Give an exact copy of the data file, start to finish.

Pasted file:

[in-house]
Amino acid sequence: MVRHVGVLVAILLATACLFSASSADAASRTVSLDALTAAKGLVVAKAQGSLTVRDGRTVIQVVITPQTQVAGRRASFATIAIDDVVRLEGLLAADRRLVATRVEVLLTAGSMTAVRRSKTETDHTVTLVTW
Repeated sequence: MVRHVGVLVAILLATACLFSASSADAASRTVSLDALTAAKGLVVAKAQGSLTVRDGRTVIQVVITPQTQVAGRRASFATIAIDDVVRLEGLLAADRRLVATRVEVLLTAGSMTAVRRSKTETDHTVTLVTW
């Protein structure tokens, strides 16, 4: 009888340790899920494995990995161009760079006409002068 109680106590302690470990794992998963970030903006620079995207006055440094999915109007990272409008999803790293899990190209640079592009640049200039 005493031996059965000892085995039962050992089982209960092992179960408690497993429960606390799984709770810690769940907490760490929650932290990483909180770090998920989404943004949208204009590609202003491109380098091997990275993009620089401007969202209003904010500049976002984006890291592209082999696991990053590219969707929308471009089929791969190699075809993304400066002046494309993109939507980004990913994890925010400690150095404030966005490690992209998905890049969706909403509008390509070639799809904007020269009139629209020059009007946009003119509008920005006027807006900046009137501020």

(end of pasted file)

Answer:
[in-house]
Amino acid sequence: MVRHVGVLVAILLATACLFSASSADAASRTVSLDALTAAKGLVVAKAQGSLTVRDGRTVIQVVITPQTQVAGRRASFATIAIDDVVRLEGLLAADRRLVATRVEVLLTAGSMTAVRRSKTETDHTVTLVTW
Repeated sequence: MVRHVGVLVAILLATACLFSASSADAASRTVSLDALTAAKGLVVAKAQGSLTVRDGRTVIQVVITPQTQVAGRRASFATIAIDDVVRLEGLLAADRRLVATRVEVLLTAGSMTAVRRSKTETDHTVTLVTW
């Protein structure tokens, strides 16, 4: 009888340790899920494995990995161009760079006409002068 109680106590302690470990794992998963970030903006620079995207006055440094999915109007990272409008999803790293899990190209640079592009640049200039 005493031996059965000892085995039962050992089982209960092992179960408690497993429960606390799984709770810690769940907490760490929650932290990483909180770090998920989404943004949208204009590609202003491109380098091997990275993009620089401007969202209003904010500049976002984006890291592209082999696991990053590219969707929308471009089929791969190699075809993304400066002046494309993109939507980004990913994890925010400690150095404030966005490690992209998905890049969706909403509008390509070639799809904007020269009139629209020059009007946009003119509008920005006027807006900046009137501020």